Will this retro toy turn out to be a cool gadget or worthless garbage?

If our reporter Seiji Nakazawa was to list off his top ten favourite things, collectibles and McDonald’s would be among them.

So while he was browsing through second-hand goods on Japanese marketplace site Mercari, his eyes widened with interest when he came across a McDonald’s French Fry Snack Maker, or “Fried Potato Snack Maker” as it’s called in Japanese.

Seiji wasted no time in ignoring the 7,000 yen (US$50.97) price tag, adding it to his cart and purchasing it before he had a chance to reconsider splurging on the retro gadget.

▼ When it arrived, the joy of seeing the product in person made Seiji glad he’d bought it.

According to the instructions on the box, this is a cooking toy that involves no cooking. Looking closer, Seiji read that the device is said to create the same texture as French fries, and judging by the photos, it looked downright amazing.

But would it turn out to be as good as it looked or would Seiji be the owner of a useless toy? Keen to find out, he carefully unboxed the gadget and followed the assembly instructions.

Ta daaa! It took just minutes for him to put the whole thing together, and Seiji gave it a ten-out-of-ten for ease of assembly.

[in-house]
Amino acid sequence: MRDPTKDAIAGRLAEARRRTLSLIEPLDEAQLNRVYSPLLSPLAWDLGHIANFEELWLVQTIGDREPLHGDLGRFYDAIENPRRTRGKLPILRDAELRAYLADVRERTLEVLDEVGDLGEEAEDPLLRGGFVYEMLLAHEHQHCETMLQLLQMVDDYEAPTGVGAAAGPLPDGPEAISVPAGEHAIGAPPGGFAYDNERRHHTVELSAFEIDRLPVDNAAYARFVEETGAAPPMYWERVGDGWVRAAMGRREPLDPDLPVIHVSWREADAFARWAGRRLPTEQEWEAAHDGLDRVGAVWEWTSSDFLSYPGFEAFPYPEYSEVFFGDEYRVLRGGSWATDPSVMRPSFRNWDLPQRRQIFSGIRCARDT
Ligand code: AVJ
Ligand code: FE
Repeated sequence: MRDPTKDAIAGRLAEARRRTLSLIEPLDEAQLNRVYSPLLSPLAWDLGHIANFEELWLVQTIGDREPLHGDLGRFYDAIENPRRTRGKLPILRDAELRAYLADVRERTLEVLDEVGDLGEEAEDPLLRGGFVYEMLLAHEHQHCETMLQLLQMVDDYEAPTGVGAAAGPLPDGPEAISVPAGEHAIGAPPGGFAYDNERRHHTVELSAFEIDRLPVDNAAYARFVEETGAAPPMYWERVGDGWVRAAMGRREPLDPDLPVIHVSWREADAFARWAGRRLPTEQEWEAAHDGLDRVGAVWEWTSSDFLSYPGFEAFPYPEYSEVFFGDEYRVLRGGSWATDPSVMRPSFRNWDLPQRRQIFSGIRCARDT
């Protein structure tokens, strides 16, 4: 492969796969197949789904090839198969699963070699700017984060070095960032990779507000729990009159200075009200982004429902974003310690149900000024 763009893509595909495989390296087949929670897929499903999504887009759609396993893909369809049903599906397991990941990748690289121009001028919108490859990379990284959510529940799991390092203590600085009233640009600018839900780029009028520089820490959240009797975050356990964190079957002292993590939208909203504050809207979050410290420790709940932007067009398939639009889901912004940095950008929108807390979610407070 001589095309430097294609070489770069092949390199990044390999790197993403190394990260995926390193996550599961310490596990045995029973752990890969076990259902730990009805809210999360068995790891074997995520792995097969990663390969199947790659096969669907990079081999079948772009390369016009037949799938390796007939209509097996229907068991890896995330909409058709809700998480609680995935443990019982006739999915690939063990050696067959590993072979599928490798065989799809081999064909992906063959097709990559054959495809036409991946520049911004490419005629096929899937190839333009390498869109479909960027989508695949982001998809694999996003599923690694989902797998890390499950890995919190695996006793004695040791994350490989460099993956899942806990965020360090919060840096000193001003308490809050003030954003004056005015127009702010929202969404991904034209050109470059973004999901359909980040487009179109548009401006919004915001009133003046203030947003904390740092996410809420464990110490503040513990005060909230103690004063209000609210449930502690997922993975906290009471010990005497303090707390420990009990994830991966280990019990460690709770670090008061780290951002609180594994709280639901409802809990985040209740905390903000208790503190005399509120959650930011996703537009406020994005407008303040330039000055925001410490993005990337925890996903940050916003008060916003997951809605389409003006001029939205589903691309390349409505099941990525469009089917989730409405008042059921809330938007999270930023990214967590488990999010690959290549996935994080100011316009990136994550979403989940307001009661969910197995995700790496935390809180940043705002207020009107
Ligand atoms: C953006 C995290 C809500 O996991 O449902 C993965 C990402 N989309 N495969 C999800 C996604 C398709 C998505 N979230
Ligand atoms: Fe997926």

Next, it was time to judge its ease of use, and to do that, Seiji grabbed a slice of bread and followed the instructions to use the cutter to create a small slice that would fit through the machine.

▼ Then he set the bread in the slot…

▼ … and used the roller to roll the bread through.

▼ Wow!!!

Like magic, the sliced bread had transformed into…French fries?! Seiji gave it full marks for ease of use, and marvelled at how much these little slices of bread looked like actual fries.

If Seiji were an actual kid, and not the kid-at-heart reporter he really is, he would play with this machine non-stop, rolling out French fry bread slices to fool all his classmates. Alas, he had serious work to do, and only his colleagues to fool, so he proceeded to the final step in his faux-French fry preparation.

▼ A dusting of cinnamon powder.

The cinnamon coating made the faux fries look far more realistic than Seiji could’ve ever anticipated, and now the only thing left to do was to try them.

Yep, they tasted sweet, and nothing like a French fry at all. Seiji described the flavour as “bread with cinnamon”, which isn’t surprising, as that’s all that went into making them. However, despite their plain flavour, Seiji couldn’t help but smile as he ate them.

The young, fun-loving child inside Seiji began to grow stronger with every bite, and his mind now danced with the possibilities of pranks he could pull on Mr Sato at their next senbero drinking party. Perhaps if he lightly toasted the bread before slotting it into the machine he could make them look and feel even closer to the real thing, to really fool the dark lord of the senbero.

▼ Sure, some might think this is a child’s toy, and they’d be right, given that its designed for children four-years-old and up.

But for Seiji, this retro toy is a cool gadget that’s worth the investment.

Photos © SoraNews24
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[ Read in Japanese ]